Figuring Out Live Comment Spam

I know I’m not the only one having problems figuring out which comments are real and which ones are spam these days. Strangely enough, the problem isn’t with the stuff that’s very obviously spam, or with people who you know. It’s the fact that there are enough people who write badly that sometimes you’re not sure if someone is an awful writer or if it’s live comment spam.

Here are four issues I seem to have; let me know if you have them as well:

1. Punctuation but no spaces between it. How many people do you know that write a sentence, add a period, then immediately start writing without a space between the period and the next sentence? I hate to admit this but I know quite a few, and I just don’t get it. I mean, it looks weird to my eyes and one would think it would look weird to everyone but it doesn’t. So, one can’t automatically use that as a determining factor.

2. No punctuation at all but you know the next sentence is coming because the beginning word is capitalized. Once again, I know people who do this; just what are they teaching in school these days?

3. Sentences missing words to keep a coherent flow in meaning. Heck, that’s so common that even I notice that I do it every blue moon, probably because I type too fast. Your mind just seems to pop those words in there whether you typed them or not.

4. Because someone uses your name, you tend to believe it’s someone who’s actually reading the post and writing you something personal. However, knowing that people are paid to post comments to blogs and link back to other websites, these things suddenly become suspect, though they’re hard to discern.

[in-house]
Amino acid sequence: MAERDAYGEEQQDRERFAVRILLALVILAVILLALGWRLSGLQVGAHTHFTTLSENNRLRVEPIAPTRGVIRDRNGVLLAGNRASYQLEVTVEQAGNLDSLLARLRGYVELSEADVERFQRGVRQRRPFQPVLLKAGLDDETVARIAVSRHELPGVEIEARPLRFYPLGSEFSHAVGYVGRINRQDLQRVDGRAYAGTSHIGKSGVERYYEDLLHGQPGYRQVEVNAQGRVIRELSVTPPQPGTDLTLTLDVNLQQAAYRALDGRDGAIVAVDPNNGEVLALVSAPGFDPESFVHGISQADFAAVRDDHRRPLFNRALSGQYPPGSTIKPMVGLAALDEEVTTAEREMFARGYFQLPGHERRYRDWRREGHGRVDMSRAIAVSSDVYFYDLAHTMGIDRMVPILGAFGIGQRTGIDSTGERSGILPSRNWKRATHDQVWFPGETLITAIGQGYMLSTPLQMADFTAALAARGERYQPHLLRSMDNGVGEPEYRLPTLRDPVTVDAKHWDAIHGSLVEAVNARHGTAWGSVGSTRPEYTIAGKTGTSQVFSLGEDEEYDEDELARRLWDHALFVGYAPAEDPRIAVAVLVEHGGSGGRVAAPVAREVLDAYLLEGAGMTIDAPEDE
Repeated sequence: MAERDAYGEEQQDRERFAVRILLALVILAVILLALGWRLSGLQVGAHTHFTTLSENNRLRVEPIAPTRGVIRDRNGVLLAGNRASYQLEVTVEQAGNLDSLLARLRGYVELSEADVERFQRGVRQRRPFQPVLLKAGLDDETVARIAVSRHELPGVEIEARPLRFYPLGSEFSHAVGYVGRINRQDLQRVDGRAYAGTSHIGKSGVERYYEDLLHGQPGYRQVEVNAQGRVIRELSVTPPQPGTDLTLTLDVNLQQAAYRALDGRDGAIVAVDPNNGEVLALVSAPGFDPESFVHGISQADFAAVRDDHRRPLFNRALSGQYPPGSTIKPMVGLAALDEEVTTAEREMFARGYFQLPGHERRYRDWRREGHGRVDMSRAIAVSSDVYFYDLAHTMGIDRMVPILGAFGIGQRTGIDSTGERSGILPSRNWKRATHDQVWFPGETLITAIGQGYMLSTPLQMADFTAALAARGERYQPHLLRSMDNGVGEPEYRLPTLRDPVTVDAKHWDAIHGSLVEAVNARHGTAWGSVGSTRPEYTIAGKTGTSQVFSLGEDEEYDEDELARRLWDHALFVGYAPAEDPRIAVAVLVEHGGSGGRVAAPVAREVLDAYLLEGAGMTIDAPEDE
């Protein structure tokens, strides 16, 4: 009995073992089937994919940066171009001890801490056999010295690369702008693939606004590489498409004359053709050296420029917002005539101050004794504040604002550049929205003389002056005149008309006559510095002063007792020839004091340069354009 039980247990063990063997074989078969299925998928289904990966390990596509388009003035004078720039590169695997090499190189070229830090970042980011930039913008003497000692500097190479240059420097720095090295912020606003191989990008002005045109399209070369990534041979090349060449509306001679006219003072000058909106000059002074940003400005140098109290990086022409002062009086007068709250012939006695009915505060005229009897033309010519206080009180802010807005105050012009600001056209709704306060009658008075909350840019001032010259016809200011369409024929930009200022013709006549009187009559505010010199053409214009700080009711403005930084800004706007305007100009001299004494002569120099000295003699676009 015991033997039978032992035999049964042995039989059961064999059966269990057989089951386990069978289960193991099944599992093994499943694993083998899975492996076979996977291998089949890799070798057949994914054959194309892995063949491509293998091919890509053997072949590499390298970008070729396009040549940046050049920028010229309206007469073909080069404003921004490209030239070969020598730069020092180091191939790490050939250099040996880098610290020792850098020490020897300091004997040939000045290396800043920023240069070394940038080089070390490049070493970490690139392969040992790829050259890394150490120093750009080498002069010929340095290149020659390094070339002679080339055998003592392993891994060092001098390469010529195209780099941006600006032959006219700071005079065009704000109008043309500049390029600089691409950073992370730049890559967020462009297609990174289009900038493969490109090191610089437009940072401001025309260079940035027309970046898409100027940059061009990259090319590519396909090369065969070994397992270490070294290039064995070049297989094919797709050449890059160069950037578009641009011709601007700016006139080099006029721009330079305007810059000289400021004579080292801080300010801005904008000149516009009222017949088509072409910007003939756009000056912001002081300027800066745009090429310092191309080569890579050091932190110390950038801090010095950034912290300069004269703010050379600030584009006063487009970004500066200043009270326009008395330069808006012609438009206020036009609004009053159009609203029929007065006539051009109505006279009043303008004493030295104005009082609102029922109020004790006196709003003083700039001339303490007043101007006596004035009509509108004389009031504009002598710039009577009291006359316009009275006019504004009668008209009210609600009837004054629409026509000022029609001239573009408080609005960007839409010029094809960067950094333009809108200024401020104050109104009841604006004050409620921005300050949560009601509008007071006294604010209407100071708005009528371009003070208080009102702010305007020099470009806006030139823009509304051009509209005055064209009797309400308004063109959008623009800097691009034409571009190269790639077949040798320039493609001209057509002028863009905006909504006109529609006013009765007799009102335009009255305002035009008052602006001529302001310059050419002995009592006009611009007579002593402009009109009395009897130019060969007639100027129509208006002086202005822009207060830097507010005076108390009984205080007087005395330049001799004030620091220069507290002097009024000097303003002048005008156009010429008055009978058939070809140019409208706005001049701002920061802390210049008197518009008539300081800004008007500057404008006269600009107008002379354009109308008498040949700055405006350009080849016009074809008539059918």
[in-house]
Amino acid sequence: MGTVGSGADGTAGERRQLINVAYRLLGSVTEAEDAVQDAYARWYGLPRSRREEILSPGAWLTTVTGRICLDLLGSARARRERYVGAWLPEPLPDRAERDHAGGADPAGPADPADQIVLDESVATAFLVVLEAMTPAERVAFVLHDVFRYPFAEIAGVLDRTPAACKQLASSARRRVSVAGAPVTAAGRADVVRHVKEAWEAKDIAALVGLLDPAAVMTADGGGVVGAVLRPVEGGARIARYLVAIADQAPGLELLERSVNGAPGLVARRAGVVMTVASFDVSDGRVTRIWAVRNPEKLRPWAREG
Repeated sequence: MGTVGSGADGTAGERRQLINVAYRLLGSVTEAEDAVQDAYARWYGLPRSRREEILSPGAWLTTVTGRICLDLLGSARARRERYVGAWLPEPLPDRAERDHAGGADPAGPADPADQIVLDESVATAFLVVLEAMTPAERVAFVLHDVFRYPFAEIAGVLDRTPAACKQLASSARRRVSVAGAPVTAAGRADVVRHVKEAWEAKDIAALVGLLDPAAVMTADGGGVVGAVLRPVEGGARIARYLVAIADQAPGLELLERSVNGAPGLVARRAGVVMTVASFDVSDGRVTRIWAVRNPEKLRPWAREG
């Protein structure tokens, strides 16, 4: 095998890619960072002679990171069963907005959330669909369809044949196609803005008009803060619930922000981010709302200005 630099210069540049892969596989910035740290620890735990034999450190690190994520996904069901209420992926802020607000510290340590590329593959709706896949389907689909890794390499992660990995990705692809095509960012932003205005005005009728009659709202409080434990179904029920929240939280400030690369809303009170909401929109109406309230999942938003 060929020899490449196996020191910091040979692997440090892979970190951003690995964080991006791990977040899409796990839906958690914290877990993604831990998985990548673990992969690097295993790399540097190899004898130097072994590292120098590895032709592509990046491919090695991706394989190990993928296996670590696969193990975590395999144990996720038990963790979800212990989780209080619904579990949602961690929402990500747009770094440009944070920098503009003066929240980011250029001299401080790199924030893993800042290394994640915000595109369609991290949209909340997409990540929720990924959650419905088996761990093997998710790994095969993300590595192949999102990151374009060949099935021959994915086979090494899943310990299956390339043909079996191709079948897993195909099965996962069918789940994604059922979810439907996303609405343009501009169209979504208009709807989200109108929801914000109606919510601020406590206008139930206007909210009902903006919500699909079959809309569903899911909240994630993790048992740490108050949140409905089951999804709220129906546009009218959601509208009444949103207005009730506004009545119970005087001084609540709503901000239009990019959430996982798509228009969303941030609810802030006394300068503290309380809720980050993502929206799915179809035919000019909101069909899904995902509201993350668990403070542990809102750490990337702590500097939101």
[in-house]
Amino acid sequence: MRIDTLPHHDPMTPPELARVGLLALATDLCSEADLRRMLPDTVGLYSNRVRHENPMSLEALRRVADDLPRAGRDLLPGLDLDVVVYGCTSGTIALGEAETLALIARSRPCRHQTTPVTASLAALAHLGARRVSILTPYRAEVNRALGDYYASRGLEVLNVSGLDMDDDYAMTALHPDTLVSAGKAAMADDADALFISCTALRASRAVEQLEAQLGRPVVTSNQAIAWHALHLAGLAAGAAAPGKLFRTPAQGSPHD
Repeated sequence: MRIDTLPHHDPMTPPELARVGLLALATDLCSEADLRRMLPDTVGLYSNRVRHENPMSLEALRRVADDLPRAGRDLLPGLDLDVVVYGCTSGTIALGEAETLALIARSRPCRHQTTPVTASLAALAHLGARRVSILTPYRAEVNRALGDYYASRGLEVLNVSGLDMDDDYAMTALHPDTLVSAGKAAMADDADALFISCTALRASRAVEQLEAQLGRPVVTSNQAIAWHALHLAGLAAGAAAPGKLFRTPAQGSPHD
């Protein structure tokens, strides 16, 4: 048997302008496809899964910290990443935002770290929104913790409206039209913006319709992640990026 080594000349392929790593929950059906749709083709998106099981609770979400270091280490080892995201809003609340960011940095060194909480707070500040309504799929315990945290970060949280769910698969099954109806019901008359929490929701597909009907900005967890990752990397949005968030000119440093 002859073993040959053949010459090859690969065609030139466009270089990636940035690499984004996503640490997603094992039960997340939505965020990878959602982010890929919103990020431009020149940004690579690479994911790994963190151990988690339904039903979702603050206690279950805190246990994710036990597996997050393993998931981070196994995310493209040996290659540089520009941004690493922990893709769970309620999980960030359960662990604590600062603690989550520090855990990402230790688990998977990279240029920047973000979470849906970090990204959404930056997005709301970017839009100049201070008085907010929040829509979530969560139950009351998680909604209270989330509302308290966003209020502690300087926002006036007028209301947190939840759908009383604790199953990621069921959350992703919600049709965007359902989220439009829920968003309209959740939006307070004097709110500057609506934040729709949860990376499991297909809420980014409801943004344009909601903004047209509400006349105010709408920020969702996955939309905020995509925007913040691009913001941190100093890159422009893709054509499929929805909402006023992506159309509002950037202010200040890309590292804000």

See what I mean? None of these fits the qualification of comment idiocy that I’ve talked about before or pretty much any of the other comment issues I’ve seen before. Frankly, I’d have to admit that this is a conundrum because these people are able to bypass the GASP plugin and also bypass the Akismet spam filter easier.

Although it takes time, one thing I do is click on the link these people are leaving to see if the page it takes me to has writing as bad as what I’m seeing on the site. For instance, if English is the second language for some folks, the writing on their blog or website, if it’s also in English, will probably be just as bad; at least that’s what I’ve noticed. If it’s consistent then I kind of assume it’s probably legit. If not, then my mind says “spam” and I’ll “unapprove” the comment for a day. I do that to see if the person who wrote the comment will come back and wonder where their comment is, or will leave comments on other new posts I write.

When I’m not really sure… in those times I’ll leave the comment and I’ll comment on it to see what happens. I know people get notified when I respond to their comments because I’ve tested it so I figure it’s now become an experiment of sorts.

Yeah, some of these things take time, but I think it’s worth it to make my space legitimate across the board. What’s your thought? Oh yeah; couldn’t figure out what image to add to this post so this is a area of my office. lol

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Bad Writing Kills Sci-Fi Shows

Recently it was announced that the show Caprica on the SyFy Network was being canceled for, or course, low ratings. People have started speculating on the dearth of science fiction shows and how they’re dying out and coming up with all sorts of reasons for the possible demise.

One site called Airlock Alpha had its writer come to a determination that what was killing many of these shows was injecting religion into the mix. Indeed, it lists Caprica, Lost, and the final shows of the very popular Battlestar Galactica as shows that decided to inject a religious bent into them and, for whatever reason, drove people away.